"Today, there are certainly some people in rich countries who preach free trade to poor countries in order to capture larger shares of the latter's markets and to pre-empt the emergence of possible competitors. They are saying, "Do as we say, not as we did," and act as bad samaritans, taking advantage of others in trouble. But what is more worrying is that many of today's free traders do not realise that they are hurting the developing countries with their policies. History is written by the victors, and it is human nature to reinterpret the past from the point of view of the present. As a result, the rich countries have gradually, if often sub-consciously, rewritten their own histories to make them more consistent with how they see themselves today, rather than as they really were.
Global economic competition is a game of unequal players. It pits against each other countries that range from Switzerland to Swaziland. Consequently, it is only fair that we "tilt the playing field" in favour of the weaker countries. In practice, this means allowing them to protect and subsidise their producers more vigorously, and to put stricter regulations on foreign investment. These countries should also be allowed to protect IP rights less stringently, so that they can "borrow" ideas from richer countries. This will have the added benefit of making economic growth in poor countries more compatible with the need to fight global warming, as rich-country technologies tend to be far more energy-efficient.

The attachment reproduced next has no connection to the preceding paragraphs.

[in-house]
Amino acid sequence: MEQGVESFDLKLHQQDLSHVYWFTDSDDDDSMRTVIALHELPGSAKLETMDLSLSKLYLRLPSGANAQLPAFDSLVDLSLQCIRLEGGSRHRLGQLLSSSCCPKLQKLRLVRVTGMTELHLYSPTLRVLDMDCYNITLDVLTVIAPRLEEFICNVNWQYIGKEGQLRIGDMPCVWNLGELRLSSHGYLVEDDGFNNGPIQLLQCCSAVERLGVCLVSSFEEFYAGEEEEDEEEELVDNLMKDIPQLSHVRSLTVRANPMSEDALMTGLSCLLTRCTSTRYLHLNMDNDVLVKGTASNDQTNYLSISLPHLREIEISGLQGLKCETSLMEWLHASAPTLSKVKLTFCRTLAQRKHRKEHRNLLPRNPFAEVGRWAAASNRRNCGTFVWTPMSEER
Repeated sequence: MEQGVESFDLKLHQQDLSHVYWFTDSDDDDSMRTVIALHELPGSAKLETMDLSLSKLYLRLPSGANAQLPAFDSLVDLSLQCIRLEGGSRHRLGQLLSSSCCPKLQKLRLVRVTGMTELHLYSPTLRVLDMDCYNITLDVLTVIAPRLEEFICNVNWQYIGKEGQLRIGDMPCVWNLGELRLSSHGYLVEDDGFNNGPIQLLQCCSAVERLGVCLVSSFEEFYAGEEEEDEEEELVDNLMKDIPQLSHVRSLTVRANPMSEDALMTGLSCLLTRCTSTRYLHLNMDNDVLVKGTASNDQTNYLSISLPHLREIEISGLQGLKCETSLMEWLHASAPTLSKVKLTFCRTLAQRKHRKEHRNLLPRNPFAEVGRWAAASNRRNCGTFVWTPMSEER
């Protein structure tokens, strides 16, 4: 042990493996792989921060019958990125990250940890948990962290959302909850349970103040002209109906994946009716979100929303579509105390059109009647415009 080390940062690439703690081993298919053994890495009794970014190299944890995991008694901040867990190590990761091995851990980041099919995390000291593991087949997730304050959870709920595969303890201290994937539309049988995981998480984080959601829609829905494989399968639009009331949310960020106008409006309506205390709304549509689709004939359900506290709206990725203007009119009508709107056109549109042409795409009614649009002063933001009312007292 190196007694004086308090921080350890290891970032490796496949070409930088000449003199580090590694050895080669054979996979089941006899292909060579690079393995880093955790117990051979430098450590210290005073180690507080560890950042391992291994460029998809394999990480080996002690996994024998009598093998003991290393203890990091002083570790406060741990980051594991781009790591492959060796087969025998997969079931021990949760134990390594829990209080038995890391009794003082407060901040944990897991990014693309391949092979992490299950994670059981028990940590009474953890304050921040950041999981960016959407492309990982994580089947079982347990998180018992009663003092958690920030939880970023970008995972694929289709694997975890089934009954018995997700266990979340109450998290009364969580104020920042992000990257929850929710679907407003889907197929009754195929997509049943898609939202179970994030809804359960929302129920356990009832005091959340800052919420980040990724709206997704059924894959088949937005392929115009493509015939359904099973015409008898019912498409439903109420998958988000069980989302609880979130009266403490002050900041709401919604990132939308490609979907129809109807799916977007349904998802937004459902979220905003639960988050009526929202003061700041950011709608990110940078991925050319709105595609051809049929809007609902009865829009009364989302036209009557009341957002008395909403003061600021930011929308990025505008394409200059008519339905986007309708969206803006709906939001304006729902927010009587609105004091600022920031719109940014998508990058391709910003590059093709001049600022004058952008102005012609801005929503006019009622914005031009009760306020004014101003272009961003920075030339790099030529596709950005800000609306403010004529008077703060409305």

there is a huge difference between saying that trade is essential for economic development and saying that free trade is best. It is this sleight of hand that free-trade economists have so effectively deployed against their opponents—if you are against free trade, they imply, you must be against trade itself, and so against economic progress."
Read this excellent essay in full, well worth it.